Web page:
Why can’t we just send waste to landfill?
Landfill isn’t a long-term solution because:
- it produces methane, which is a potent greenhouse gas;
- landfill sites are almost always outside London; and
- taxation makes it very expensive.
Landfill is the worst option for disposing of non-recyclable waste because of its impact on the environment and cost to the taxpayer. By using energy recovery, we are saving the equivalent of 215,000 tonnes of CO2 every year compared with disposing to landfill. That’s like taking 110,000 cars off the road each year.
As waste decomposes in a landfill site it generates landfill gas – a mixture of methane, carbon dioxide and water vapour. Methane is around 25 times more powerful as a greenhouse gas than carbon dioxide over a 100-year period. Landfill is still a major contributor to greenhouse gas emissions. The waste sector accounts for around 4% of total UK greenhouse emissions and, within this 4%, methane accounts for 92% of emissions. Sending waste to landfill will result in the generation of methane as it rots, contributing further to this figure.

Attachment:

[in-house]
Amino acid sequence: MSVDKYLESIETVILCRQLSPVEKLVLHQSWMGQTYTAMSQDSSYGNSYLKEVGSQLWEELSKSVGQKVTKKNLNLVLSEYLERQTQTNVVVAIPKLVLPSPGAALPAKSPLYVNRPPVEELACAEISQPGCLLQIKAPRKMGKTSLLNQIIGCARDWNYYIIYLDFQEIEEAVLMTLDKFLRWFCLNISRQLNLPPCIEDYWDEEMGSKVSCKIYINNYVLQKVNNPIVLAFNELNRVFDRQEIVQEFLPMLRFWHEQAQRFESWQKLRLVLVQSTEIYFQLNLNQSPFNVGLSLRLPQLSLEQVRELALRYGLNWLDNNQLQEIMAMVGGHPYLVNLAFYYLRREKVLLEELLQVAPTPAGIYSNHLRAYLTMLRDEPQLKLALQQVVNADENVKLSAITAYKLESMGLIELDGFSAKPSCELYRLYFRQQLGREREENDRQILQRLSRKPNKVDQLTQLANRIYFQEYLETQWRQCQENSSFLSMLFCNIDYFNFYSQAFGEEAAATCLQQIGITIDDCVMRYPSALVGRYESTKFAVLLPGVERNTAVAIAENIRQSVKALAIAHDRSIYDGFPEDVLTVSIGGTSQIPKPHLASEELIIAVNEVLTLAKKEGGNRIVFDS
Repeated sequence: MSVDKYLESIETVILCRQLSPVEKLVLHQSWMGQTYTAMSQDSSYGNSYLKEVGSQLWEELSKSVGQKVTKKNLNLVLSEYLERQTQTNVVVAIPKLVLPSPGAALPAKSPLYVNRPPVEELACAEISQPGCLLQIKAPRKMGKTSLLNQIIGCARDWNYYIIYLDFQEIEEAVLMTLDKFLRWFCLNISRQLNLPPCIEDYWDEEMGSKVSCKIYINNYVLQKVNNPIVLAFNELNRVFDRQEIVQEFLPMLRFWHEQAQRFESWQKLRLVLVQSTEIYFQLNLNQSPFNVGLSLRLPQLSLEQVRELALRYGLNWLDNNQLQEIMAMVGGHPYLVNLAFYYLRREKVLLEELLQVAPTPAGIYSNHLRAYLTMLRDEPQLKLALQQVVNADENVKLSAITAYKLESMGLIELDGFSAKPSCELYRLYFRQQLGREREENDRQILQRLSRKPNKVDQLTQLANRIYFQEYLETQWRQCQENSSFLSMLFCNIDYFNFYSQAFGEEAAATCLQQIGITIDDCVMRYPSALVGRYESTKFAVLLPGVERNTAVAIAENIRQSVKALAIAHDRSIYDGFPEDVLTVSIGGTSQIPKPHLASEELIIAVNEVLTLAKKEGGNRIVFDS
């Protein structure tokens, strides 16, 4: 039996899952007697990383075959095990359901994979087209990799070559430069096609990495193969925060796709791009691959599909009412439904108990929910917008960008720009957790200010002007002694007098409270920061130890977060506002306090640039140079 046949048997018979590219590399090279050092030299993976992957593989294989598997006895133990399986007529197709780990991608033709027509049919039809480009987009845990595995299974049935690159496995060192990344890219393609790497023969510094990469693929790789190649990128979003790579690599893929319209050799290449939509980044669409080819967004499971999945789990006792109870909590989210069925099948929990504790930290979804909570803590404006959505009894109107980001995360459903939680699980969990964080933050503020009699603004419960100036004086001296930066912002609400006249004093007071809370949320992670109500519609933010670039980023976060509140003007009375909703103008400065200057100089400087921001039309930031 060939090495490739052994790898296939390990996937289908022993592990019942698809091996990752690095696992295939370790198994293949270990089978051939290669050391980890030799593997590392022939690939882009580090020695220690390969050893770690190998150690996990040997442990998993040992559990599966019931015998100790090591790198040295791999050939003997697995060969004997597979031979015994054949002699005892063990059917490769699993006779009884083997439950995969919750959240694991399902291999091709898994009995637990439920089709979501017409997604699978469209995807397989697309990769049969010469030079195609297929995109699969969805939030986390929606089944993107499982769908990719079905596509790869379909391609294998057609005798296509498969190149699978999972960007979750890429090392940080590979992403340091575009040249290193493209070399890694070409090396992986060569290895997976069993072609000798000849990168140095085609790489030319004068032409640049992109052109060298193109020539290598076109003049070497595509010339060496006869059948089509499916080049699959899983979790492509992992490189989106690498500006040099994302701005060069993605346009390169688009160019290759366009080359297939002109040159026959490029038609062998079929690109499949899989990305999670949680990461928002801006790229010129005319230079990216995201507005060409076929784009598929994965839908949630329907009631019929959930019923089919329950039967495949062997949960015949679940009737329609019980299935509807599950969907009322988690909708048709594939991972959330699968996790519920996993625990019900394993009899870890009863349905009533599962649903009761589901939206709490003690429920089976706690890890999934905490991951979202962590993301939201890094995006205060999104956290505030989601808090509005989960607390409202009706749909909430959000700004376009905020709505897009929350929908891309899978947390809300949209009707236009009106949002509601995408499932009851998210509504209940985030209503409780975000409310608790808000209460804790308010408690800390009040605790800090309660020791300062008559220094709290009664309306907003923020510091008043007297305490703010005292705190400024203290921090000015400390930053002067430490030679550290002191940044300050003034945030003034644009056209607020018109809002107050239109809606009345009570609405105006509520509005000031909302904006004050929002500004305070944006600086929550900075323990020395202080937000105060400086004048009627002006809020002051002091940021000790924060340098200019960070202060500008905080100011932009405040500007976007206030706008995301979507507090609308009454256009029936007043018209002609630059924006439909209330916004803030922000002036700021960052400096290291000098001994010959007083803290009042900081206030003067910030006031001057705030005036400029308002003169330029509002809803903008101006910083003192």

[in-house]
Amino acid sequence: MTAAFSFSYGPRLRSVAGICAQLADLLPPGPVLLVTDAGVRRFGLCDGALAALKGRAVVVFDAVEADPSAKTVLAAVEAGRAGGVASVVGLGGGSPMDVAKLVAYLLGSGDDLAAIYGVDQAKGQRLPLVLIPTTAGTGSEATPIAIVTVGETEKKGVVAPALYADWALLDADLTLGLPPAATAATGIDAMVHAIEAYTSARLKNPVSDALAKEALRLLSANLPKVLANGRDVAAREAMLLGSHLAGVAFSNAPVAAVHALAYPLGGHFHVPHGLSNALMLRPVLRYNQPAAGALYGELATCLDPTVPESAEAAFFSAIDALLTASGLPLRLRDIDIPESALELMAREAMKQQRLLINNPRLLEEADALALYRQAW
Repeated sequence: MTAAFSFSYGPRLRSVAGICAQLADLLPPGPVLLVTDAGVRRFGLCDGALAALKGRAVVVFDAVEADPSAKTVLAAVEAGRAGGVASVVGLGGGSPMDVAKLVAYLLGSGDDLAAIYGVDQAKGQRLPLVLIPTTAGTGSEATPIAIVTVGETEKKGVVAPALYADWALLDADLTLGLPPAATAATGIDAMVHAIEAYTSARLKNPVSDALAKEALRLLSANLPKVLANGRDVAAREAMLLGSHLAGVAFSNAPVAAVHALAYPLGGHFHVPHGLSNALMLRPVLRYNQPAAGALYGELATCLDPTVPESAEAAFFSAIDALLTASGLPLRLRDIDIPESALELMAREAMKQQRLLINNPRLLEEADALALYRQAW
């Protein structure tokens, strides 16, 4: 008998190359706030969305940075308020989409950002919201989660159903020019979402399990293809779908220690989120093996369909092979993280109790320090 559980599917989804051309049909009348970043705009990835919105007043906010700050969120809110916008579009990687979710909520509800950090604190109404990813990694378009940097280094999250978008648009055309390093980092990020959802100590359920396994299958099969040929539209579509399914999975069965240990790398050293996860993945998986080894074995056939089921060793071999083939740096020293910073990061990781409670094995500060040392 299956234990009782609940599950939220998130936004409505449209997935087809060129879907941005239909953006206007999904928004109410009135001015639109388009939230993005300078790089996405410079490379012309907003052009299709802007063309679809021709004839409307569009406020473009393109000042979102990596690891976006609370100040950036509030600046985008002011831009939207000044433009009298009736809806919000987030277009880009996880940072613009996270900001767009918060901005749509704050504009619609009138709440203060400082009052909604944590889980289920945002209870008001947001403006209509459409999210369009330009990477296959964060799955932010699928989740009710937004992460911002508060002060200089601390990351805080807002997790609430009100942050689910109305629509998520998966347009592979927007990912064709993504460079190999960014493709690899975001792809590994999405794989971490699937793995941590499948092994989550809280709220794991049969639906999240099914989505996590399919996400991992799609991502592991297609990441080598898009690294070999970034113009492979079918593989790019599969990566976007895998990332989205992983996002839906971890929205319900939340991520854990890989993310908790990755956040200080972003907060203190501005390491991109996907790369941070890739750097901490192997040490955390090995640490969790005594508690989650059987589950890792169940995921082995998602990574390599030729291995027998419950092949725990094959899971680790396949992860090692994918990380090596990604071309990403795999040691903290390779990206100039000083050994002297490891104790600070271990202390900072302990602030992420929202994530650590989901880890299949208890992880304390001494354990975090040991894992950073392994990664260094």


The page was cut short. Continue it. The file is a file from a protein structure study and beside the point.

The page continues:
All the landfill sites that are available to NLWA are outside London so there is a cost to transporting the waste to landfill for disposal. In addition, a tax of £94.15 per tonne has to be paid on every tonne of waste that is sent to landfill, and this charge is likely to continue to rise in response to the Climate Emergency.
The EU, UK Government and the Greater London Authority are all clear that landfill is the least appropriate solution for the environment. As a result, the NLWA is committed to saving as much waste as possible from being sent to landfill and treating it through energy recovery to help transition towards a carbon neutral future.
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